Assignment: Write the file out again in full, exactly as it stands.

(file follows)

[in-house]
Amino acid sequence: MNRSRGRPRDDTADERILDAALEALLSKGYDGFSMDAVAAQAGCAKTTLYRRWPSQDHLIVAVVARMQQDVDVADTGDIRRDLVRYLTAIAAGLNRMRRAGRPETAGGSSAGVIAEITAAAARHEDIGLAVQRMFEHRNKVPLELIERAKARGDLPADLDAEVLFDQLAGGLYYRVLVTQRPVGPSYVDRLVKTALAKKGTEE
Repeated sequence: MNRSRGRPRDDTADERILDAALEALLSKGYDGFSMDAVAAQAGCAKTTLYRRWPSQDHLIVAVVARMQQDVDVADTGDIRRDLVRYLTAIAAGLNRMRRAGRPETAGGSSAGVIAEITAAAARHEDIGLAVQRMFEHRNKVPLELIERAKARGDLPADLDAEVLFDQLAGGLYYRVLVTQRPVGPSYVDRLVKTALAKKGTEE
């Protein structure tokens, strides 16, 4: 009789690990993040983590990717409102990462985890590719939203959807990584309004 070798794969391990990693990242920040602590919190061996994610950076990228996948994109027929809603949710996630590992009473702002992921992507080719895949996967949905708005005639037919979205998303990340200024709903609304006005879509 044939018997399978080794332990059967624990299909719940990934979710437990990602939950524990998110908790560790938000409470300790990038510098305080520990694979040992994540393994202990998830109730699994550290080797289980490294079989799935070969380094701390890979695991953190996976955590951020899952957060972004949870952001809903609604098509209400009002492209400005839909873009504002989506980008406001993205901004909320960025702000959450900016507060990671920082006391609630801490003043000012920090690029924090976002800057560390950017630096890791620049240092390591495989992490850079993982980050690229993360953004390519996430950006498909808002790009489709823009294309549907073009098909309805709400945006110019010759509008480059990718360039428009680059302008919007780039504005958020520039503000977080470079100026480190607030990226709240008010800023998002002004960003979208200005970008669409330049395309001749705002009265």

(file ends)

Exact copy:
[in-house]
Amino acid sequence: MNRSRGRPRDDTADERILDAALEALLSKGYDGFSMDAVAAQAGCAKTTLYRRWPSQDHLIVAVVARMQQDVDVADTGDIRRDLVRYLTAIAAGLNRMRRAGRPETAGGSSAGVIAEITAAAARHEDIGLAVQRMFEHRNKVPLELIERAKARGDLPADLDAEVLFDQLAGGLYYRVLVTQRPVGPSYVDRLVKTALAKKGTEE
Repeated sequence: MNRSRGRPRDDTADERILDAALEALLSKGYDGFSMDAVAAQAGCAKTTLYRRWPSQDHLIVAVVARMQQDVDVADTGDIRRDLVRYLTAIAAGLNRMRRAGRPETAGGSSAGVIAEITAAAARHEDIGLAVQRMFEHRNKVPLELIERAKARGDLPADLDAEVLFDQLAGGLYYRVLVTQRPVGPSYVDRLVKTALAKKGTEE
């Protein structure tokens, strides 16, 4: 009789690990993040983590990717409102990462985890590719939203959807990584309004 070798794969391990990693990242920040602590919190061996994610950076990228996948994109027929809603949710996630590992009473702002992921992507080719895949996967949905708005005639037919979205998303990340200024709903609304006005879509 044939018997399978080794332990059967624990299909719940990934979710437990990602939950524990998110908790560790938000409470300790990038510098305080520990694979040992994540393994202990998830109730699994550290080797289980490294079989799935070969380094701390890979695991953190996976955590951020899952957060972004949870952001809903609604098509209400009002492209400005839909873009504002989506980008406001993205901004909320960025702000959450900016507060990671920082006391609630801490003043000012920090690029924090976002800057560390950017630096890791620049240092390591495989992490850079993982980050690229993360953004390519996430950006498909808002790009489709823009294309549907073009098909309805709400945006110019010759509008480059990718360039428009680059302008919007780039504005958020520039503000977080470079100026480190607030990226709240008010800023998002002004960003979208200005970008669409330049395309001749705002009265």